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Forum Spotlights Latest in Coin Technology

By Tom Michael

At the opening of the 16th Annual Technical Forum at the World Money Fair 2020 (from left): Dieter Merkel of Schuler Pressen, Albert Beck, WMF founder and honorary president, and Thomas Hogenkamp of Spaleck, each also Coin of the Year judges. (Photo by Andreas Schoelzel, courtesy of World Money Fair.)

The World Money Fair (WMF) 2020 was proud to host the 16th Annual Technical Forum on Jan. 30, 2020. Sponsored by the firms Agosi, Schuler and Spaleck, this event has grown from a small gathering of technical experts 16 years ago when the WMF was in Basel, Switzerland, to a stellar event gathering more than 400 people in Berlin at the Estrel Hotel and Convention Center.

Organized and moderated by Dieter Merkel of Schuler Pressen and Thomas Hogenkamp of Spaleck, this venue offers a platform for the presentation of 14 original research projects each year. Papers are reviewed and vetted by a committee to ensure that the research is original and provides sufficiently interesting data for this large and prestigious group.

Regarding the organizers, Barbara Balz, managing director of the WMF, had this to say in her written introduction to the event: “Let me also heap praise on Dieter Merkle and Thomas Hogenkamp, who have had a formative hand in writing the success story that is the Technical Forum. They are sure to again guide us through the proceedings with grace and charm.”

For this 16th Technical Forum, presentations were grouped into eight topical areas: minting, blank production, annealing, surface finishing, surface protection, inspection, automation and tool making. Within each topical area, from one to three papers were presented by their authors, with large graphics on several screens for the audience to follow. 

The tiny Einstein coin developed and struck by SwissMint measures just shy of 3mm in diameter and requires heavy magnification to view in detail. It set the world record for smallest coin. (Images courtesy SwissMint.)

After a pleasant and gracious introduction from Albert Beck, founder and honorary president of the WMF, this year’s program commenced with Marius Haldimann, director of the SwissMint. Haldimann’s presentation focused on the fascinating story of the SwissMint’s production of the world’s smallest coin at 2.96 mm and 0.063 grams (that’s 1/500 of an ounce). Denominated 1/4-franc, this tiny gold coin depicting Albert Einstein can only be properly viewed under magnification, a set-up that was available at the SwissMint booth at the fair.

The question-and-answer sessions tend to retain everyone’s attention, as additional information is often relayed and new thoughts explored. Notice here that the room remains fully packed during the first session Q&A.
(Photo by Andreas Schoelzel, courtesy of World Money Fair.)

With such intense and interesting new information, the moderators have wisely chosen to insert question-and-answer sessions after every five presentations. These blocks are followed by short breaks for the attendees to refresh, refuel and network, courtesy of the event sponsors, Agosi, Schuler and Spaleck. The question-and answer-sessions often bring out some of the most interesting small details of each presentation and allow attendees to focus attention on previous difficulties and the significance of these new procedures, methods and technologies.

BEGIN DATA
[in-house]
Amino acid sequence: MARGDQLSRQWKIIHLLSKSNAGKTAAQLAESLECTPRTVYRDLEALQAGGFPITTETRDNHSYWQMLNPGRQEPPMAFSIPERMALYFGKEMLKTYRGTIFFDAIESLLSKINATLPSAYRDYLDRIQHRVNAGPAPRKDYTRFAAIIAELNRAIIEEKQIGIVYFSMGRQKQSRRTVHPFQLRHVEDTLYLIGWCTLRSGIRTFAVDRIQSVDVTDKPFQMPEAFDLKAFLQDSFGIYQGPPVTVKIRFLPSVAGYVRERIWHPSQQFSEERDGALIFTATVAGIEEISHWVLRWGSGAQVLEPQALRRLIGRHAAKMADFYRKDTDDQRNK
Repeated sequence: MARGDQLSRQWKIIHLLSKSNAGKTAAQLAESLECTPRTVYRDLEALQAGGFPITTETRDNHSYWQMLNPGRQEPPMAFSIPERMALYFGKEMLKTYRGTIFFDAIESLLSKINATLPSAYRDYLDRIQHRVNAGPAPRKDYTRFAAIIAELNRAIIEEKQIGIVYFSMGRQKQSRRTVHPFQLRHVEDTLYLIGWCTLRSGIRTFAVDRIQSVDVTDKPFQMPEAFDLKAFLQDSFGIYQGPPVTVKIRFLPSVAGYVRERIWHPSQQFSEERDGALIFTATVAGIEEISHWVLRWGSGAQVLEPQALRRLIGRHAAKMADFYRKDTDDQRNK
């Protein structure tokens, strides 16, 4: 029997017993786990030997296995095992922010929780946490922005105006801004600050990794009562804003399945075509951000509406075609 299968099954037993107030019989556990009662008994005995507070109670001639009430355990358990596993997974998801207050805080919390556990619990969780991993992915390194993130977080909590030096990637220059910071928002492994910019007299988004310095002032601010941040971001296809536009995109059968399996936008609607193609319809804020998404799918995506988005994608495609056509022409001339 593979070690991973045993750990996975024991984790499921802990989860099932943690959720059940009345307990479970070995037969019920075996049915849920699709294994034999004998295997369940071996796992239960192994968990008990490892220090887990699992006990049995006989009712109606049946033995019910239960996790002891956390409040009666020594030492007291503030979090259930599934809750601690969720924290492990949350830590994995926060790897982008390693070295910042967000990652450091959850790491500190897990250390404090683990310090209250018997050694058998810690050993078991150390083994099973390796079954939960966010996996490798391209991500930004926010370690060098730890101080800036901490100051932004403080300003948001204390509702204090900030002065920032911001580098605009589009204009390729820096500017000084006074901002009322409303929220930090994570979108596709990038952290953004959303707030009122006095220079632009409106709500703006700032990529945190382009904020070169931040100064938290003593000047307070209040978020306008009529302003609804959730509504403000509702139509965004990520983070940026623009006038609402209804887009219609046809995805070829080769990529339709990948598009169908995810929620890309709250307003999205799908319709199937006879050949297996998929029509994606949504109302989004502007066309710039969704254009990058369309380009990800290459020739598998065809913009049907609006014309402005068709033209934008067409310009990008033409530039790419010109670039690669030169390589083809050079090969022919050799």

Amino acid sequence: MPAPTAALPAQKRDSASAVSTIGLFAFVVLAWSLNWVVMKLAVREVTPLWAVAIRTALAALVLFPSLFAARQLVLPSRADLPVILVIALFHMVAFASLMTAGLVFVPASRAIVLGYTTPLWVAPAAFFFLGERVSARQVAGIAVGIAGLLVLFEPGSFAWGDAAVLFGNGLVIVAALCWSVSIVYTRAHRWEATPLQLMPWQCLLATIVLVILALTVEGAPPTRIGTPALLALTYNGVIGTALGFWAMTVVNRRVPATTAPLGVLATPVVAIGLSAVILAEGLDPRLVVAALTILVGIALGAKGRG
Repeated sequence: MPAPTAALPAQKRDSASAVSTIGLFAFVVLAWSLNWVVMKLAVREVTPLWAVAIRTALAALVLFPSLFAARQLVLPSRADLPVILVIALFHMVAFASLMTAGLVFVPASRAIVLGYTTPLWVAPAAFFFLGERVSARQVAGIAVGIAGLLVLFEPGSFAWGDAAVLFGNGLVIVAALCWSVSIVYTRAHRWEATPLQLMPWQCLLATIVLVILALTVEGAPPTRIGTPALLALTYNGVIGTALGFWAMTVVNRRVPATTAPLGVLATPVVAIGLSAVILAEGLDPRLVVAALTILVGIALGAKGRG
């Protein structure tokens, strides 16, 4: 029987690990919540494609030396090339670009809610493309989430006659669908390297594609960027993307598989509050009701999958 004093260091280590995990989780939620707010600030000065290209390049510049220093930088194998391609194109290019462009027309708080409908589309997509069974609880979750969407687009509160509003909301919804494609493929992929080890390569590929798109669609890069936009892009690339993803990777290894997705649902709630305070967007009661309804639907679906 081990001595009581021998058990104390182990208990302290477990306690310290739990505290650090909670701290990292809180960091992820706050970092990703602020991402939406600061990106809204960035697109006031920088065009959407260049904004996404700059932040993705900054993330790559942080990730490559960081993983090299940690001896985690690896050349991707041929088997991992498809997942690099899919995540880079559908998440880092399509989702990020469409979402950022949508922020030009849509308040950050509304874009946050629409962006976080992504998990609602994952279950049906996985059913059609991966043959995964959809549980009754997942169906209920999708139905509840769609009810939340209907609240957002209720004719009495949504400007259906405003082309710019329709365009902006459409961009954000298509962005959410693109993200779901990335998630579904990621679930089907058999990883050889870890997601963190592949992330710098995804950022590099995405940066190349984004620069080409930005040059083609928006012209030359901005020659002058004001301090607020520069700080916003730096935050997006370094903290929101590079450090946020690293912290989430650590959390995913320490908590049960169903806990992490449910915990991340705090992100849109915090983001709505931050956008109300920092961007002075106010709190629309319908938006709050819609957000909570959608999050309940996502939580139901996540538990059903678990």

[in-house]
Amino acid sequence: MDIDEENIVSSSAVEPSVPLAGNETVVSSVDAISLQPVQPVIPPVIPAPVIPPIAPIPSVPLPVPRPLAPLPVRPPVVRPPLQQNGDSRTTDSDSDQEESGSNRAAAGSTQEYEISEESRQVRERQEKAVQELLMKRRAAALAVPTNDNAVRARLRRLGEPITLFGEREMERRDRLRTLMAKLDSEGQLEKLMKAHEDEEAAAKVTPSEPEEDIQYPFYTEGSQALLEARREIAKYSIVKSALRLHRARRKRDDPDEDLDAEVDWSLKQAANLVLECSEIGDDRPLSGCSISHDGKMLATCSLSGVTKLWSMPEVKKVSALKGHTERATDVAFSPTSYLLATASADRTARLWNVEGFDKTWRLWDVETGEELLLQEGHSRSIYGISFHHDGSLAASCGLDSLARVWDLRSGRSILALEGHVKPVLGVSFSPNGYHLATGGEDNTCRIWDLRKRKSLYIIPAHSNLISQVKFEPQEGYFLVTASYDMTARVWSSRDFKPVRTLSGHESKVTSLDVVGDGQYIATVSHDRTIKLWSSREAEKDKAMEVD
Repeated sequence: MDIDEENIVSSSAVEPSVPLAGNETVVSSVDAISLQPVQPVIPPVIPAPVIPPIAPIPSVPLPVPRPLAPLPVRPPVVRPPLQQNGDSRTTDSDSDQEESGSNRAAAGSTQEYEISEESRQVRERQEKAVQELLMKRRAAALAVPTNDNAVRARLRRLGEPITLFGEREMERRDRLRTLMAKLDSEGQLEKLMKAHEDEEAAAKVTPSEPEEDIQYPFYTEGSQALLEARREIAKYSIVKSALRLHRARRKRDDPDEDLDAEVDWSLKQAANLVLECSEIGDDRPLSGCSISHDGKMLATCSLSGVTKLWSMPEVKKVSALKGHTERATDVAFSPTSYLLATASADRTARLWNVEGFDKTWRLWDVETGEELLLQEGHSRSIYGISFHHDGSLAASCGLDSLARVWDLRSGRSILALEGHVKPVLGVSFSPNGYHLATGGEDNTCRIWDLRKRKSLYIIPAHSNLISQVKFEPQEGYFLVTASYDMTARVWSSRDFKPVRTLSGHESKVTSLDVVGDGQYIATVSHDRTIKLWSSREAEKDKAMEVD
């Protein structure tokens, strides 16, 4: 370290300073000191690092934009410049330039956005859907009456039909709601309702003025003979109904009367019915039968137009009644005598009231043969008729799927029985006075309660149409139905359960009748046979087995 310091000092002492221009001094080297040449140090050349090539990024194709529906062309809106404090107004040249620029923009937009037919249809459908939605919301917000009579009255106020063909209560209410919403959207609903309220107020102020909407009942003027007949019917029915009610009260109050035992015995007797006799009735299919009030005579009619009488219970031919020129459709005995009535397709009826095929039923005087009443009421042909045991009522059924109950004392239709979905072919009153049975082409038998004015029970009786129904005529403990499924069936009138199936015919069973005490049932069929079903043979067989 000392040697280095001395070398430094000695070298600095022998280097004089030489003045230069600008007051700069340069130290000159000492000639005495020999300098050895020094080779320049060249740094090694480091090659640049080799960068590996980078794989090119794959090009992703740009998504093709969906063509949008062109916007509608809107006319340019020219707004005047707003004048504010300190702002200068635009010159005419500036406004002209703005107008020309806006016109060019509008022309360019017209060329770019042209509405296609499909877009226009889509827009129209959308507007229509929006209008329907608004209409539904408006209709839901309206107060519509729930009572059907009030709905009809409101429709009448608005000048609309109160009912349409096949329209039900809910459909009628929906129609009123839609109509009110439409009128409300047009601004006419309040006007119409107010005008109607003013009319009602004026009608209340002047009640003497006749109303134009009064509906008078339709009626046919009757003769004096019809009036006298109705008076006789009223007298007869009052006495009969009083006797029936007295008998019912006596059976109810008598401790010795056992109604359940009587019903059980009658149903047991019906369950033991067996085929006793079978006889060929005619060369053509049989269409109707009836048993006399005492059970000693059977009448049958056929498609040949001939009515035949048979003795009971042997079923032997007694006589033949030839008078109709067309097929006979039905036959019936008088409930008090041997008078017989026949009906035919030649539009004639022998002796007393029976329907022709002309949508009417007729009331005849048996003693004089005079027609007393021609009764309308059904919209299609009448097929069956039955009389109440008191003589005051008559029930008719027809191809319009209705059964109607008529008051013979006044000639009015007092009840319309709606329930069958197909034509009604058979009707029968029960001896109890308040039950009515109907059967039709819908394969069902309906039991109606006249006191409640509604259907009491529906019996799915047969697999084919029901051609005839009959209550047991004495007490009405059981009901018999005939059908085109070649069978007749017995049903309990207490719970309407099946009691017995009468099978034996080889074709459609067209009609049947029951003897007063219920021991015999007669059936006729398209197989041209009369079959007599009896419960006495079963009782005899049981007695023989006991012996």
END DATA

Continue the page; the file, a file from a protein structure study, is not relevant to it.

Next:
The Royal Canadian Mint’s WWI Lest We Forget helmet coin begins with a small sheet of metal and ends as almost a piece of art. Check out the story of this coins development on our website or Facebook page. (Image courtesy Royal Canadian Mint.)

A second presentation I should note here came from Dr. Xianyao Li, chief technology officer of the Royal Canadian Mint (RCM). The title of Dr. Li’s lecture is “Make Impossible Possible – Customer Valued Coins by Innovation.” Focusing on some of the fascinating and lovely new coins from the RCM produced through the hard work and creative minds of their research and development department, Dr. Li’s talk detailed some of the challenges and accomplishments derived from production of the WWI “Lest We Forget” helmet coin and the multi-faceted high relief silver Animal Head issues.

Later during the WMF, we talked with Iain Brooks, senior manager of applied research at the RCM and got a chance to see these coins up close. At the mint’s booth, Brooks was able to better explain some of the processes his group goes through to develop ideas into realities. I was able to ask a few questions during the discussion and colleague Maggie Judkins recorded the conversation, a video which can be found on our Facebook page.

Both Haldimann and Li are Coin of the Year judges, a result of the helpful guidance of Technical Forum organizers Merkle and Hogenkamp, and others, who assisted me a few years ago in building a select panel of technical experts. We now have 16 highly respected coin industry technicians on the COTY judging panel, including Merkle and Hogenkamp, who also answered my call to elevate the expertise with which the COTY process evaluates coins. 

All 14 of the 16th Annual Technical Forum presentations can be reviewed on the World Money Fair website.

There are three coins in the Royal Canadian Mint’s Multifaceted Animal Head series: the Wolf coin, built with 435 polygons; the Grizzly Bear coin with 498 polygons; and the Lynx coin with 450 polygons. Rising about 6mm in relief, the wolf head really dazzles as its polygon surfaces reflect the light. (Image courtesy Royal Canadian Mint.)

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